In fashion, the term "silhouette" is used to refer to the line of a dress, or the garment's overall shape. This is especially important when discussing the cut of wedding dresses and formals, which can be used to dramatically emphasize and alter a woman's appearance. Different dress silhouettes are designed to flatter different body types, and to match the formality level of different events. Understanding how they are used can be helpful when choosing the perfect dress.
According to numerous dress designers, the most traditional wedding dress silhouette is the "Ball Gown." This style of dress, associated with fairy tales, is most suited to a formal wedding setting. It terms of design, it is fitted in the chest and down the torso, and then flares at the waist into a very full, often multilayered, skirt. This style is flattering on almost any body type, but is especially flattering for petite women, or full-figured women. On a pear-shaped woman, the full skirt can do much to camouflage large hips.
This dress has a waist line which is raised to directly beneath the bust, with a skirt that flares slightly from the raised-waist down. This dress is particularly recommended for women who do not have a defined waist, but is not recommended for women with a pronounced hourglass shape.
This gown silhouette works equally well for everyone. It is similar to the ball gown, with a fitted chest and torso, however, the skirt is much less full. This creates a smoother, more flowing line from the torso to the floor, or an overall body shape like the letter "A." A specialized variation of this cut is called the "princess" silhouette. Here, a single sheet of material is used to make the front of the dress from above the bust to the floor, creating a smooth flat shape at the front. This is great for short women because the seamlessness can give the illusion of height.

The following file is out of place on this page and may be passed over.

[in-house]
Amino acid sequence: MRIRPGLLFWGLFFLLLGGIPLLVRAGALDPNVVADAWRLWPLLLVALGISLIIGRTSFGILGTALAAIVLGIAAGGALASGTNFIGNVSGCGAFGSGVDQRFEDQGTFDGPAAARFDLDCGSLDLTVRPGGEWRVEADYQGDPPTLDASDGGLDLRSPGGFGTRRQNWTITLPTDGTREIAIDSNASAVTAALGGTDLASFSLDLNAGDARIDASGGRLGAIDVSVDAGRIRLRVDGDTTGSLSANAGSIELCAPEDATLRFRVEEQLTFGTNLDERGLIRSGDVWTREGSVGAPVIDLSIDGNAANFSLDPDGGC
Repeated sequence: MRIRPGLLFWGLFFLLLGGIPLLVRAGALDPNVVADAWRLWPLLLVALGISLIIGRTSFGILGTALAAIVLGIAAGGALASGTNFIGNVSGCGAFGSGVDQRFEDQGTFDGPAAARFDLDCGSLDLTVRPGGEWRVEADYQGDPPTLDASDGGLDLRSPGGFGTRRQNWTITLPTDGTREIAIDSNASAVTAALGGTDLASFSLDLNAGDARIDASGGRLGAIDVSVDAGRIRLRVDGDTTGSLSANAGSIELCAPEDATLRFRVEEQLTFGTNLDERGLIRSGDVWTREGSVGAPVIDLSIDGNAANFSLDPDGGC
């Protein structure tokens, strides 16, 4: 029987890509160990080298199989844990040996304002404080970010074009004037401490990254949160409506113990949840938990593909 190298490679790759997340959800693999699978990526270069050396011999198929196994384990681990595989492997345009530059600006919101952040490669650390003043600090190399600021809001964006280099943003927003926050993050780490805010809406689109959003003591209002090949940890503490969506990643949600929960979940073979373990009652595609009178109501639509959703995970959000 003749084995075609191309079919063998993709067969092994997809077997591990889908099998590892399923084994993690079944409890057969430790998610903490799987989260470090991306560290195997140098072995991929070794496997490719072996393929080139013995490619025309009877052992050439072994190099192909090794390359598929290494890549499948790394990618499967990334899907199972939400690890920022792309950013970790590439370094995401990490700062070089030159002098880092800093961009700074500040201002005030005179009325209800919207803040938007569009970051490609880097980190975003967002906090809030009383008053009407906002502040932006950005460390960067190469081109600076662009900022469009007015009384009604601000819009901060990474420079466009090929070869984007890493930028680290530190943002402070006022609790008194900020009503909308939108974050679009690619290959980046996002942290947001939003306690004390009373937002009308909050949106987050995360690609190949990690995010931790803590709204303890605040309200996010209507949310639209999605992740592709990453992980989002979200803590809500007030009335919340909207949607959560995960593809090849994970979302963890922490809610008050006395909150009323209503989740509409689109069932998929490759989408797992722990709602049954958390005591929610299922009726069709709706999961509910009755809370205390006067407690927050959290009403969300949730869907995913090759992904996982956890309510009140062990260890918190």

The sheath silhouette is used to refer to dresses that are form-fitting from the bust through the length of the thighs. This is generally recommended for thin women who have gentle to no curves. Curvy, full-figured women or short women should avoid this silhouette because it hugs.
The mermaid silhouette is designed for women who have flattering curves that they want to accentuate. It is extremely fitted to the knee, at which point it flares out dramatically. Because of its emphasis on leg and torso length, it is not recommended for women who are short. Brides who choose this design will likely need to change before the reception, because it is difficult to sit in. It is also not recommended for brides who will be kneeling during the ceremony for any reason.